2488 words on Mac OS X
It has been Stevenote time on Monday – featuring announcements about the next big cat – and while I may be a bit late to the party, I'll nonetheless offer my €0,02's worth of comments on that and the odd points I consider related to it here.
The reoccurring themesI saw in this keynote were the following: Under the hood improvements, SDKs for everything and putting other developers out of business. OS X is stable enough for me not to care about the first anymore – I don't need 64 bits or command line tools but I can see how they are good for the platform in the long run.
Seeing Steve announce SDKs for all the main features he presented was good. If these are any good – we've been through too many instances of
description forthcoming and immature first-generation technologies to give any credit to these announcements before actually seeing them work, I guess – but if these are any good, I think it means a big deal. It won't take years for third party products to be able to tie in with new developments in the OS, as was the case for the address book, say, but they can be around right from the start.
References to Apple working against their developers by replicating their functionality will be made throughout the coming paragraphs wherever obviously appropriate. While Apple may have good reasons to do so and they may either improve the functionality of the stuff the 'rip off' by integrating it into the whole OS or making them more accessible and suitable for general consumption by stripping out unnecessary options, I feel that Apple is treading on dangerous ground here. While some may argue that some of these 'rip offs' technically aren't 'rip offs' at all – it is sure that the announcement of the inclusion into the OS of the rough equivalent of a third party tool will rubbish the efforts of the tool's developers and seriously harm their business.
Of course there may be room remaining for the third party tools, because they are more versatile or simply better and developers may find a way around that (like in the case of Watson), but surely it is not a way that makes Apple keep or attract developers to develop for the Mac or even bet their whole business on the Mac platform.launcher applications or filter fields. Both help you locate whatever you are looking for with ease, using a short description you type in. With the number of files on an average hard drive being in the gazillions these days, you'll need an effortless find feature like that to manage your stuff efficiently. Everybody who has used or even read about BeOS will know this.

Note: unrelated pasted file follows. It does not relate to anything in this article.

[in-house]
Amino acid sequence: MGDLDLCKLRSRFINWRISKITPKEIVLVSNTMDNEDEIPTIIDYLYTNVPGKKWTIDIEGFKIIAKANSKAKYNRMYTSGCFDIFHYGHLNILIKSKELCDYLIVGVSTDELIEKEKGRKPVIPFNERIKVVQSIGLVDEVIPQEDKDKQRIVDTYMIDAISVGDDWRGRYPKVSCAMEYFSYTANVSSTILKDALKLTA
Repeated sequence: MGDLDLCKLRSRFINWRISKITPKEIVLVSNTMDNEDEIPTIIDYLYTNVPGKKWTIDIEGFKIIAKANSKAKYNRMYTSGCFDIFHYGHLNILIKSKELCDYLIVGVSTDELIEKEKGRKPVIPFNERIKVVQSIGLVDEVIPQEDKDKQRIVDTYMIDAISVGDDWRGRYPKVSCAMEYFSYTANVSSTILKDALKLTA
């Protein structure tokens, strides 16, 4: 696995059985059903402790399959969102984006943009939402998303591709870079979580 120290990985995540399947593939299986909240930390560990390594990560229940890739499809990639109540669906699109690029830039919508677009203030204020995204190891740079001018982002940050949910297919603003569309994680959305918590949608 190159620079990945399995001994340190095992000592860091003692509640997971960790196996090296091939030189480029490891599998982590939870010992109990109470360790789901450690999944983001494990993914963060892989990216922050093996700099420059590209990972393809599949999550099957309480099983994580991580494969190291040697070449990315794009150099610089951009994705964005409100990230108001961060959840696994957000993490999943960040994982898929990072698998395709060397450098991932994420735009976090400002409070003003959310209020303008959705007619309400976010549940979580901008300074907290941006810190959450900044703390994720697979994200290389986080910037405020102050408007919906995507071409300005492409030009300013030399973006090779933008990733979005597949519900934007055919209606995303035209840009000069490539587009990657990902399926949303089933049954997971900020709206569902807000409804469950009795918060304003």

And apparently even Apple does so these days as their presentation of 'Spotlight' suggests. I think this could be big. But it may as well be not.
The first issue here are metadata. While Apple have been moving away from metadata in the past years – think file name extensions – suddenly metadata will be king again. Strange. I hope this works out well and in a consistent way.
Next up is content indexing. It has been around for ages. And it was pretty good on OS 9. I've found it much worse on OS X although it should be much better there with proper multitasking allowing the system to update indices in the background effortlessly – just that it didn't because Apple thought that having to update indices manually was a better way to go. In addition performance of content indexing was much worse – probably with those annoying Unix access rights having to be the scapegoat for taking the blame for that (I'd blame engineers, though): Indexing your hard drive means you litter it with invisible folders and performance isn't exactly stunning. All this suggests that Apple would have to put quite a bit of re-thinking and improving things into this before it becomes good.
The next point is extensibility: Steve said there will be an SDK. But will that be good enough? We are looking for new applications transparently adding their reading capabilities to the indexing system, right? Without any worries about security or privacy, of course. And with a good performance.
Probably Next style services as we know them would be well suited for this. Every program can offer services for opening files to other programs, thus extending their capabilities. Hence, making every program offer a conversion service from its native file format to text to the whole system may take us a long way towards comprehensive content indexing. But as far as I can tell, these days you always have to launch the whole app to run a service – rather than just running the code that's needed without showing up in the UI or using up a lot of resources. People won't want to launch XPress just to index a document they received. At least not at the current launching speeds. So a bit of extra work will be needed here.